Some friends from Germany recently visited the U.S. for the first time. We were happy that their first stop was Chicago. It was good to see them and it provided an opportunity to show off the city. They were impressed with Lake Michigan’s beautiful shoreline, restaurants, the museums and the architecture.
The one negative comment they expressed was, when purchasing something, the price was more at check out than what was posted or tagged. Also, they were surprised that extra charges for their hotel were not included in the original reservation.
“Sales and hotel tax,” I said. I also explained taxes varied by city and state, and by certain items like food, drinks and medicine. “Americans are just used to it. We call it being ‘nickeled and dimed’.”
Two articles crossed my desk recently. Not earth-shattering, world impact stuff, but enough to make the hair on the back of my neck stand up a little. The first article was about Marriott openly urging guests to tip the hotel cleaning staff.
I get it, and when traveling, I do make it a habit to leave a little something for the folks who clean up after me. When more hangers or towels are needed, or a service worker goes out of their way to take care of a special request, that extra effort should be rewarded.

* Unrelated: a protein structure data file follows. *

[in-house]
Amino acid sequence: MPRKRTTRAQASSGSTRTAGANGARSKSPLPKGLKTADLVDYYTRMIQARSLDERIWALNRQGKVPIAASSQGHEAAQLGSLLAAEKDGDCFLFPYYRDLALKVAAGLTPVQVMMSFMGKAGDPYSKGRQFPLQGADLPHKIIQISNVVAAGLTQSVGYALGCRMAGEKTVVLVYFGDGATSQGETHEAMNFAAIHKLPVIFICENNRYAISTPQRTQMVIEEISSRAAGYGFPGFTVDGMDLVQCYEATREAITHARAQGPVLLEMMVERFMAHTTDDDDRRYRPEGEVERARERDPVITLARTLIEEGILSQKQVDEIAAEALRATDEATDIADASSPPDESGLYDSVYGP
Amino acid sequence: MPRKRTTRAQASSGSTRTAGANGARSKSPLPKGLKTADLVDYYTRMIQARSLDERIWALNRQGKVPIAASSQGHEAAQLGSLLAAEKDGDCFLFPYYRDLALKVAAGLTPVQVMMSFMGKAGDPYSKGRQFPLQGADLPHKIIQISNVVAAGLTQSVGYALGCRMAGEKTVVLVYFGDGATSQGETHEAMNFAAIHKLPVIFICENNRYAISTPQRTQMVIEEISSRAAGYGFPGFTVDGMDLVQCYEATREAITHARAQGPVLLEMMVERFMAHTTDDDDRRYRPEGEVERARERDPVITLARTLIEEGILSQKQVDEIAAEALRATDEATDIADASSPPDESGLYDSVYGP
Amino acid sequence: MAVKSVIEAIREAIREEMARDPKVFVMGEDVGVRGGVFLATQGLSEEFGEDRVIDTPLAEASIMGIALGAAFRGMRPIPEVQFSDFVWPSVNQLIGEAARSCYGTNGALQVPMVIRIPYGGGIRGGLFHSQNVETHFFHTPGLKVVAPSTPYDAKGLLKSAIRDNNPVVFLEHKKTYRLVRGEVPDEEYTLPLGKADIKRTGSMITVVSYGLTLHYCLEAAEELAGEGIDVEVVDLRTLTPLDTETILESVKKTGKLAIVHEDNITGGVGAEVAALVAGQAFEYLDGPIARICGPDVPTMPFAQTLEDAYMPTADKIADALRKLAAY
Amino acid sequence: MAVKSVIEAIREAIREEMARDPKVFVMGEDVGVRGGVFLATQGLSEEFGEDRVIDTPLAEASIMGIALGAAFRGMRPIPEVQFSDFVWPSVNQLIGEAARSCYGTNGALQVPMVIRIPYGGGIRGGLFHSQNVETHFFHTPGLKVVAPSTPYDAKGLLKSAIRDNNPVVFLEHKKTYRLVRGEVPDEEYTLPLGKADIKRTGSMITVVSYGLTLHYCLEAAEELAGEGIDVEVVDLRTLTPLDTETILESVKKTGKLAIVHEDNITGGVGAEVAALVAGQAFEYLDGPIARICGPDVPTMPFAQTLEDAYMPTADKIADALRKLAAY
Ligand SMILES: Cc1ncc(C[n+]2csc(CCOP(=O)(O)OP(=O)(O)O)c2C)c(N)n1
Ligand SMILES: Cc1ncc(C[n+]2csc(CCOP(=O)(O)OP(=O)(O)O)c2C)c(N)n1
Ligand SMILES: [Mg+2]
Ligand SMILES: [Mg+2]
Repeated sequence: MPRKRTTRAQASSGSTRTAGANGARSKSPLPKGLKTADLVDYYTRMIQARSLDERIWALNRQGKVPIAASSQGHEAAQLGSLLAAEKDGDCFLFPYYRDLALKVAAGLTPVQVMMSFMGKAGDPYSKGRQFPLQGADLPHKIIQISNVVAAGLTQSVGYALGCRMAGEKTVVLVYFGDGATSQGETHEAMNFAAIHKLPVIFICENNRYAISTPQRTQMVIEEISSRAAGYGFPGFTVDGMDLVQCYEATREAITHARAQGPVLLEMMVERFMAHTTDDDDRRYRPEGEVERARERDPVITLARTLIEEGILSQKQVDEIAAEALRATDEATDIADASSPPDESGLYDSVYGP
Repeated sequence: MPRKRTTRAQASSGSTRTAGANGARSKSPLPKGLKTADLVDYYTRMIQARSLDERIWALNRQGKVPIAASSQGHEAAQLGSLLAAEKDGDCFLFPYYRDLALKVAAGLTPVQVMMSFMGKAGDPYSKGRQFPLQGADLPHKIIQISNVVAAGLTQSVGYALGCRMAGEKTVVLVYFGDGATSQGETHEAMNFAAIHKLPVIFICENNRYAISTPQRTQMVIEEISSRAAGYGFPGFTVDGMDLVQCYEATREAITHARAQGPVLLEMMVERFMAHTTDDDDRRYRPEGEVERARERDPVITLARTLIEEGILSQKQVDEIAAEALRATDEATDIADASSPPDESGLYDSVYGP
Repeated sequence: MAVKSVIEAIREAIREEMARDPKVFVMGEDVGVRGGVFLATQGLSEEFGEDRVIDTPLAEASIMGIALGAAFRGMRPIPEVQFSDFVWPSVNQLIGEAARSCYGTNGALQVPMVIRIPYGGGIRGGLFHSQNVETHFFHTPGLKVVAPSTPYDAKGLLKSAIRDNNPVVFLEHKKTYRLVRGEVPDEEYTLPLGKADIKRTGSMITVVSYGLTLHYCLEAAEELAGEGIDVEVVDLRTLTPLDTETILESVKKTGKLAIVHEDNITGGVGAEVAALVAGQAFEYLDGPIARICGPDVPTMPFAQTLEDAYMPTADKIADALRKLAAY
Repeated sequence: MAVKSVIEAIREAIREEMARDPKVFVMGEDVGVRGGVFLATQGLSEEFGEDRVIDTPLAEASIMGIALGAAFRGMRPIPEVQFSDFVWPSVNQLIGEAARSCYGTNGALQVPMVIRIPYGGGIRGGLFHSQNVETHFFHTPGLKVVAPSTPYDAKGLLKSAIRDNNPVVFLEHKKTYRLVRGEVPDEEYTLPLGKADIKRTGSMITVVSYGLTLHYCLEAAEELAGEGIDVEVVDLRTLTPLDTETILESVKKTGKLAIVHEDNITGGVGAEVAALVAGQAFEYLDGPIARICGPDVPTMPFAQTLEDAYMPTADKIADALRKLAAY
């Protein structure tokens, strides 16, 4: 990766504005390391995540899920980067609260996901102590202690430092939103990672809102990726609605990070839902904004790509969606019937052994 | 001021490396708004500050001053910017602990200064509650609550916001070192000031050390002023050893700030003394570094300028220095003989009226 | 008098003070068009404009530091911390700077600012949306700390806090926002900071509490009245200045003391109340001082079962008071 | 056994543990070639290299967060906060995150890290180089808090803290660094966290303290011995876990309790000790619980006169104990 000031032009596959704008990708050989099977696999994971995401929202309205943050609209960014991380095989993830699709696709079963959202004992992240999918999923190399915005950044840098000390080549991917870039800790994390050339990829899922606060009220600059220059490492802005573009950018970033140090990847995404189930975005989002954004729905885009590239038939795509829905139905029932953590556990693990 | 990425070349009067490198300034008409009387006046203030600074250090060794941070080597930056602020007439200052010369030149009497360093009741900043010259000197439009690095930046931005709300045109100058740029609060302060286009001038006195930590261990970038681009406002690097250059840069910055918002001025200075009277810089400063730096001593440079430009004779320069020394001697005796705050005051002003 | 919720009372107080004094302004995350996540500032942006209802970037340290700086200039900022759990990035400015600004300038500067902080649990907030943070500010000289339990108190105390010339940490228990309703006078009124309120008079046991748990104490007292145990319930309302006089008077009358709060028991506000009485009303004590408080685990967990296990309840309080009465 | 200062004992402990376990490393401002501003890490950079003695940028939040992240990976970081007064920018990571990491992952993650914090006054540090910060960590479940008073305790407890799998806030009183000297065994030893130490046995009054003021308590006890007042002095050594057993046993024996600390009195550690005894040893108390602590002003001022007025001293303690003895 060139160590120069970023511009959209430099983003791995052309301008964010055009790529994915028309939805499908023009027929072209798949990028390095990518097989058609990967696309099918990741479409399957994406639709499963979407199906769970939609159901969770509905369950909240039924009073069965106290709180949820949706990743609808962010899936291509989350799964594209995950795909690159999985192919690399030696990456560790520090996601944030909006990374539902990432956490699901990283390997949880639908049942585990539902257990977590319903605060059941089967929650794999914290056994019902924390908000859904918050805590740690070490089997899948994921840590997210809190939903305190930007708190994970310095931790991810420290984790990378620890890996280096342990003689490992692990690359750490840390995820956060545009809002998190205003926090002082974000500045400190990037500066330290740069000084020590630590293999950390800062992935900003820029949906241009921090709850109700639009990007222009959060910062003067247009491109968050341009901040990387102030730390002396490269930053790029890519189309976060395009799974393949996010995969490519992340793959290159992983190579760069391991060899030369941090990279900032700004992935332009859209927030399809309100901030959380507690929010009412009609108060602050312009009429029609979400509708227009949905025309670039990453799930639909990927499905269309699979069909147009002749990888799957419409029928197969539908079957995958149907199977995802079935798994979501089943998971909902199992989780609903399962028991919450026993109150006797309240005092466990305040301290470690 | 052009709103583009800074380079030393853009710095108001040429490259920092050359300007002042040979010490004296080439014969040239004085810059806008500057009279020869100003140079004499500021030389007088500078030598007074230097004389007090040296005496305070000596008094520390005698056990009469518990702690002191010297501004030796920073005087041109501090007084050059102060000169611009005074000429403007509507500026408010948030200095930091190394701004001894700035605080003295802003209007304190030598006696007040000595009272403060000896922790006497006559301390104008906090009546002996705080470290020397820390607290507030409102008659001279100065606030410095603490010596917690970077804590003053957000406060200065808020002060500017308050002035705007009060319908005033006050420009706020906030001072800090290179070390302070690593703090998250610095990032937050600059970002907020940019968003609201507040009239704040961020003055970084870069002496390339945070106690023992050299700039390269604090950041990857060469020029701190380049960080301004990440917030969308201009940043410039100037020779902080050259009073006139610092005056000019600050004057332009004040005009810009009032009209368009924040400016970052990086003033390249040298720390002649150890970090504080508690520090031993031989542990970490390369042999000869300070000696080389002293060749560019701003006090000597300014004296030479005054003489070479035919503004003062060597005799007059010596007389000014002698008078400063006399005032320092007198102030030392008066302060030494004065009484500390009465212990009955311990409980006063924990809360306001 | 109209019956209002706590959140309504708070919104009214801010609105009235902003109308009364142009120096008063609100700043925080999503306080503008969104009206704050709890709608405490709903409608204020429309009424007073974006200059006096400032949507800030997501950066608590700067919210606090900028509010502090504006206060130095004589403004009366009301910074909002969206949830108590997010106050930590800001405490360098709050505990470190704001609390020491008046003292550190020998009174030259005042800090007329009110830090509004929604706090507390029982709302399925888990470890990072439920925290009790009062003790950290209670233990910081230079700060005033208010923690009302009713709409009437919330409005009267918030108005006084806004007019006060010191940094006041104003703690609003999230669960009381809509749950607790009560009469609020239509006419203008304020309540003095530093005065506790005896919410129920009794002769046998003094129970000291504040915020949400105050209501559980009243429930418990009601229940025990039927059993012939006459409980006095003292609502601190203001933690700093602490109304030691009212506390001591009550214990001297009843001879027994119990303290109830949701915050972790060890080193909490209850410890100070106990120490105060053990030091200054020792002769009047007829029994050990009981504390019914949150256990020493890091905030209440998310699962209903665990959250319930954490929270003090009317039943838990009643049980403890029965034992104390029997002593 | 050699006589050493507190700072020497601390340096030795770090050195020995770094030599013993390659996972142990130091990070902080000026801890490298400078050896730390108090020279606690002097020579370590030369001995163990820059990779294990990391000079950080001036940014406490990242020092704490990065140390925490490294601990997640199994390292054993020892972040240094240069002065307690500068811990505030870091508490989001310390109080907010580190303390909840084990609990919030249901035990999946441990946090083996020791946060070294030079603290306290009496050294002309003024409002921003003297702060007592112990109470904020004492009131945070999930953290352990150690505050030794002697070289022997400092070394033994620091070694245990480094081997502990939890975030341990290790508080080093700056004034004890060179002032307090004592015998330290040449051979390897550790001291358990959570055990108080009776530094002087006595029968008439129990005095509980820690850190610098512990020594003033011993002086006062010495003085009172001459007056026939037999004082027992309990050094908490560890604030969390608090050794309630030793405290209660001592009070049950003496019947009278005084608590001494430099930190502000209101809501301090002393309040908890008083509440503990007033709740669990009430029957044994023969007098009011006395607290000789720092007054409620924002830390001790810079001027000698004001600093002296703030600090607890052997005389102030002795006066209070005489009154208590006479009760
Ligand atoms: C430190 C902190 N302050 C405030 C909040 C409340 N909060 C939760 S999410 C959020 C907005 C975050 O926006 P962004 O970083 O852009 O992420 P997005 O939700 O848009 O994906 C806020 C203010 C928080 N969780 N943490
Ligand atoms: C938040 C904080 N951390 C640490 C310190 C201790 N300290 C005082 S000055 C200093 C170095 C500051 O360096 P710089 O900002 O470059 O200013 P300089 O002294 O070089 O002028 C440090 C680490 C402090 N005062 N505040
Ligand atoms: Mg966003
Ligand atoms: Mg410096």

As the article explains, here was a large corporation admitting that in order to keep their costs down, they were relying on customers to pony up more cash on the back end. Yeah, what’s a couple of extra bucks a day? It might be nickels and dimes to Marriott, but it starts to add up to their guests. What was always viewed as an option (tipping) is being turned into ‘shame on you if you don’t’.
Guess what? It’s also happening in the trade show and exhibit world. Just when conventions and meetings are starting to pick up again, this article shows up.
We’ve seen it before, certain general contractors charging a fee to use an EAC (exhibitor appointed contractor) at an event they are managing. It happens infrequently, but I would hate to see it become a standard practice. Hats off to the E2MA (Exhibit and Event Marketers Association) and Exhibit City News for reporting and publicizing the issue.
It’s difficult enough to establish and follow budgets for an event. When after-the-fact fees and charges pop up, it adds to the frustration of the exhibitor and their vendor partners, and fuels the notion that our industry is one filled with hidden and unpredictable charges.
So, before we get accustomed to special taxes or surcharges, we need to continually question these types of fees. While it is understandable that some costs cannot be determined up front, I don’t see a problem as long as estimated costs are clearly identified and not hidden.
Being ‘nickeled and dimed’ time and time again can overshadow an overall positive experience, and leave a lasting impression. Just ask our friends from Germany.